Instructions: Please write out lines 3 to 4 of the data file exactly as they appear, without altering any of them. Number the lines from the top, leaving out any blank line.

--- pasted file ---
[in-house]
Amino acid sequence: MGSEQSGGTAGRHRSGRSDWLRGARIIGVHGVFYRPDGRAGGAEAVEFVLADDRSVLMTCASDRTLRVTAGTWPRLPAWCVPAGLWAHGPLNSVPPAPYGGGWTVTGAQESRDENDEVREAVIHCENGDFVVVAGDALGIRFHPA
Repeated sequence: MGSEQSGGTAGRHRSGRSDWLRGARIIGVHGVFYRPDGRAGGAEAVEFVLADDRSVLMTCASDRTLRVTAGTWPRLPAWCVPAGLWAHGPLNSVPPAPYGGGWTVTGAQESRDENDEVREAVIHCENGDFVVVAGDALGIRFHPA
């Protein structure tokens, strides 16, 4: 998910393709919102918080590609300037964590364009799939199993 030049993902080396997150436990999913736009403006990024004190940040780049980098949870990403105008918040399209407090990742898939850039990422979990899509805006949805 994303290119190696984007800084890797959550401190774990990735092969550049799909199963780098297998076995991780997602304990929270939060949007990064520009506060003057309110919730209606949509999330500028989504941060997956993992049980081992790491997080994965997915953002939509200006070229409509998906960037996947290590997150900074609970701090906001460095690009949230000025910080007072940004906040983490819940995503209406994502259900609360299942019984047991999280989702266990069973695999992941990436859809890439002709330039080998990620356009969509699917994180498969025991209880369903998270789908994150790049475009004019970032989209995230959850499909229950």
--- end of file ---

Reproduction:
Repeated sequence: MGSEQSGGTAGRHRSGRSDWLRGARIIGVHGVFYRPDGRAGGAEAVEFVLADDRSVLMTCASDRTLRVTAGTWPRLPAWCVPAGLWAHGPLNSVPPAPYGGGWTVTGAQESRDENDEVREAVIHCENGDFVVVAGDALGIRFHPA
């Protein structure tokens, strides 16, 4: 998910393709919102918080590609300037964590364009799939199993 030049993902080396997150436990999913736009403006990024004190940040780049980098949870990403105008918040399209407090990742898939850039990422979990899509805006949805 994303290119190696984007800084890797959550401190774990990735092969550049799909199963780098297998076995991780997602304990929270939060949007990064520009506060003057309110919730209606949509999330500028989504941060997956993992049980081992790491997080994965997915953002939509200006070229409509998906960037996947290590997150900074609970701090906001460095690009949230000025910080007072940004906040983490819940995503209406994502259900609360299942019984047991999280989702266990069973695999992941990436859809890439002709330039080998990620356009969509699917994180498969025991209880369903998270789908994150790049475009004019970032989209995230959850499909229950």